In the case of the Eiffel, which was built in 1999, the material steel construction and its form of use was an innovative attempt at that time. The tower as with other industrialized structures came under criticism because it was said to have no utility value in itself. The tower was termed by some as being mercantile. The Eiffel was built in France that had numerous heritage and artistic architectures and in this context the Eiffel was even looked at as a “gigantic factory chimney” (Eiffel Tower, 2006). The tower with its material use of steel was however, seen to create an innovation in the way it addressed bearing loads. Its architectural strength was to be tested by winds, and at such a height the architect was to ensure that the right balancing of loads and scale was done so as to make the tower resistant to the forces of wind, this innovation was supposed to give it that necessary cultural or aesthetic space that the people chided it as lacking, “There is an attraction and a charm inherent in the colossal that is not subject to ordinary theories of art” (Billington, 1985, p.62). The tower as such is employs three main factors that was more useful for the future constructions than that of the architectures of the revivalist forms. Primarily the tower construction showed how it was possible to contain the scale of construction. Secondly a narrowly defined use was derived with the use of applied science and arts and the Eiffel embodies this, thirdly it broke through the established aesthetic ideals of the people and taught them to look at newer things.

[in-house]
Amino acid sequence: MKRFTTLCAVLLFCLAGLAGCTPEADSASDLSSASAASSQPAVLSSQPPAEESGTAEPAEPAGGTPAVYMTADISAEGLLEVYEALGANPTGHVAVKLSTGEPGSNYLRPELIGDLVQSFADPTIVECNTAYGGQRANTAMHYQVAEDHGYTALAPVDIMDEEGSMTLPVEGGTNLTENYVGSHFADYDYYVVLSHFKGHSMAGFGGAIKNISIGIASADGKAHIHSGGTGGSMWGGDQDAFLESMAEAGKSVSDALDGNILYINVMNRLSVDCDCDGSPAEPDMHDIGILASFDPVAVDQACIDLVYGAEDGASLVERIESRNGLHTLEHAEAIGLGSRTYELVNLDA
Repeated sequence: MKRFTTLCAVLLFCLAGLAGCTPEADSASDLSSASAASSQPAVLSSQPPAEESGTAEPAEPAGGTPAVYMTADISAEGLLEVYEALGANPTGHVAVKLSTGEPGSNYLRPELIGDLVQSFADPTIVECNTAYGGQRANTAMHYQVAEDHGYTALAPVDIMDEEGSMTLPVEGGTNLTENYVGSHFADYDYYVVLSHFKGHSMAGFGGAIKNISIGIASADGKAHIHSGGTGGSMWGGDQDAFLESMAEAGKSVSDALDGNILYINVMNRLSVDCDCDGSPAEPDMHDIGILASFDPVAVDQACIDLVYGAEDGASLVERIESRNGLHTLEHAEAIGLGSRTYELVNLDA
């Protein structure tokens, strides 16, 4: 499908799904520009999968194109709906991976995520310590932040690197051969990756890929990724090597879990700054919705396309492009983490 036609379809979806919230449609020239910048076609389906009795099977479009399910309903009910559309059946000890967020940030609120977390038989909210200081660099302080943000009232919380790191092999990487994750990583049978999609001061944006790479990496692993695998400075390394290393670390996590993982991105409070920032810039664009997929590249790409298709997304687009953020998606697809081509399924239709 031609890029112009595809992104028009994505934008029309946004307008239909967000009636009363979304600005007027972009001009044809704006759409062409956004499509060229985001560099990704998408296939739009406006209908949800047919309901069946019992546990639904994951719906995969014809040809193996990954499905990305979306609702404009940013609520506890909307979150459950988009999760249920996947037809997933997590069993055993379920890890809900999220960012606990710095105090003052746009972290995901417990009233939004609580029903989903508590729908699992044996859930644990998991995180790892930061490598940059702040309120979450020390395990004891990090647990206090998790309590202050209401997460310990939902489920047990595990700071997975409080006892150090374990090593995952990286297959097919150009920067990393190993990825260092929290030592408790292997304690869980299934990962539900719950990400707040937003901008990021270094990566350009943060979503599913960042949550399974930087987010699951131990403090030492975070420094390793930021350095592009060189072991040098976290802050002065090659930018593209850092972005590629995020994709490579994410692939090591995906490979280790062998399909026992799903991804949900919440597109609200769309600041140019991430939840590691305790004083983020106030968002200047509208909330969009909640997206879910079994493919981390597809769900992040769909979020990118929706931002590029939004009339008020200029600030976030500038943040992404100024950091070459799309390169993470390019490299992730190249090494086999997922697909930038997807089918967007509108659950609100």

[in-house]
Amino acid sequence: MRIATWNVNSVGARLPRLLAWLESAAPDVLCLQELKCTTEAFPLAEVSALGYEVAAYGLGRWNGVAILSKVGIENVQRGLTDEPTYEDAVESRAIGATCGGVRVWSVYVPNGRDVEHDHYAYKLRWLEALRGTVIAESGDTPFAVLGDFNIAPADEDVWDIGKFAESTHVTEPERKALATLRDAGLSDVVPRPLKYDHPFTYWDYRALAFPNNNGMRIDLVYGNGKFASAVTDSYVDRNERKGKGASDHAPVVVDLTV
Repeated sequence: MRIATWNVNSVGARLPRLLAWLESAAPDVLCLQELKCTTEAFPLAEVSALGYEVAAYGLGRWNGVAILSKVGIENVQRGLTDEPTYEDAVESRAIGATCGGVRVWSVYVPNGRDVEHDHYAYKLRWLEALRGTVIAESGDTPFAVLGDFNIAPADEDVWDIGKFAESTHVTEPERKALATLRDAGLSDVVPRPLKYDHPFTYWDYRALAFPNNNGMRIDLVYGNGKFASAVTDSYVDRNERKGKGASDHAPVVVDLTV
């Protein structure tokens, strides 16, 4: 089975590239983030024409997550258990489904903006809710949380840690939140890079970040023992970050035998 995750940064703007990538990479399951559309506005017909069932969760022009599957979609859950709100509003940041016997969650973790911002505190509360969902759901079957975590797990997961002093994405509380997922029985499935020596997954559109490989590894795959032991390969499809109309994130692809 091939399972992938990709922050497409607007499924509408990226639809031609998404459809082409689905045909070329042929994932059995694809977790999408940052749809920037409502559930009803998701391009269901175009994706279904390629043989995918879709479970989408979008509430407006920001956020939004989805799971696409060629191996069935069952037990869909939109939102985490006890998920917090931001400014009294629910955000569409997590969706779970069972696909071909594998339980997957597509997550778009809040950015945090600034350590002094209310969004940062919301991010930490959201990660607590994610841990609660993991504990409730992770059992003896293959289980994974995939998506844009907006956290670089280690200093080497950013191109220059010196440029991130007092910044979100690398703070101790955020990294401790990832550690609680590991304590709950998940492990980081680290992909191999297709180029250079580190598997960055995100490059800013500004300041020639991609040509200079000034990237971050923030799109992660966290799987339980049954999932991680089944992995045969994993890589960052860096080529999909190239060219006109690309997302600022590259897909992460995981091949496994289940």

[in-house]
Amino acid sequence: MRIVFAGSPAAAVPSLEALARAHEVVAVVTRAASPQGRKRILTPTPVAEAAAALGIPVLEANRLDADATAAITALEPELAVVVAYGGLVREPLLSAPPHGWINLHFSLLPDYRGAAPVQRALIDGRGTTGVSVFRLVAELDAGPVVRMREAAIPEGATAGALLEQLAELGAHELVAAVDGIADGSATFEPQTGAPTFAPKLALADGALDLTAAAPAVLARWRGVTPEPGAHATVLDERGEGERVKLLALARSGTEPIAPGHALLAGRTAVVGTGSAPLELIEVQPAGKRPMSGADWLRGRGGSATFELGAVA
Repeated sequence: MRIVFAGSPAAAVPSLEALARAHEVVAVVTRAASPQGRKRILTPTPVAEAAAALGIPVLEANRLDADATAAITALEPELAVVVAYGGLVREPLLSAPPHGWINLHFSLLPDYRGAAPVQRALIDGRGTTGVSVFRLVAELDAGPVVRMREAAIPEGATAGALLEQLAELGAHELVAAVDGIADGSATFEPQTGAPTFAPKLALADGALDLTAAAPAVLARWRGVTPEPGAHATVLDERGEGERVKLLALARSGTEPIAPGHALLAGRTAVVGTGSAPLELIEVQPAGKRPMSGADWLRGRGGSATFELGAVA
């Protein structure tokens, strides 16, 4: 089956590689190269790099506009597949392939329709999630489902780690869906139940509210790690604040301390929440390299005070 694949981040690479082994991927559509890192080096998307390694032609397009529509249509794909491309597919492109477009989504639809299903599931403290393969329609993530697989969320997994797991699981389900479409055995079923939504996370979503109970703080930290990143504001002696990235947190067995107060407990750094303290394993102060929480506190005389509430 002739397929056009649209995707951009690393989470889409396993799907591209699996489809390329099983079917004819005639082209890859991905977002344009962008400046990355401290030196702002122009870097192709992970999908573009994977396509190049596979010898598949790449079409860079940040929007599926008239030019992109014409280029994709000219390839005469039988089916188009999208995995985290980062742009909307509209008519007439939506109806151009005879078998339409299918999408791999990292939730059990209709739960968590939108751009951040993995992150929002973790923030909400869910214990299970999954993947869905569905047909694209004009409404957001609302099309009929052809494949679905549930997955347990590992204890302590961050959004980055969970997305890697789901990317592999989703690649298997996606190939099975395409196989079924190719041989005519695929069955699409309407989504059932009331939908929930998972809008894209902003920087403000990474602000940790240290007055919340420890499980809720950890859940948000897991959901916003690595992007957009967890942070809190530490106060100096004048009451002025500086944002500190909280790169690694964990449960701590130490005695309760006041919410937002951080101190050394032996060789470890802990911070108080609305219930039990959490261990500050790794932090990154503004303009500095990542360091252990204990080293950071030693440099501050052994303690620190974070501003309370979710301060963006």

The Industrial revolution in short was a period where change was evoked in many things. Where the revivalist architectural forms attempted to bring back a sense of the past with the use of existing elements, the industrial revolution changed the ways the very materials were used for construction (Encyclopedia of Art History, 2014). Building materials that were commonly used before the nineteenth century and also in revival architectures were usually timber, stone, lime mortars and others. However these materials offered only restricted course of actions, metals furthermore were not mass produced before the nineteenth century. Structures were hence very limited. With the mass production agenda, steel works were available in plenty.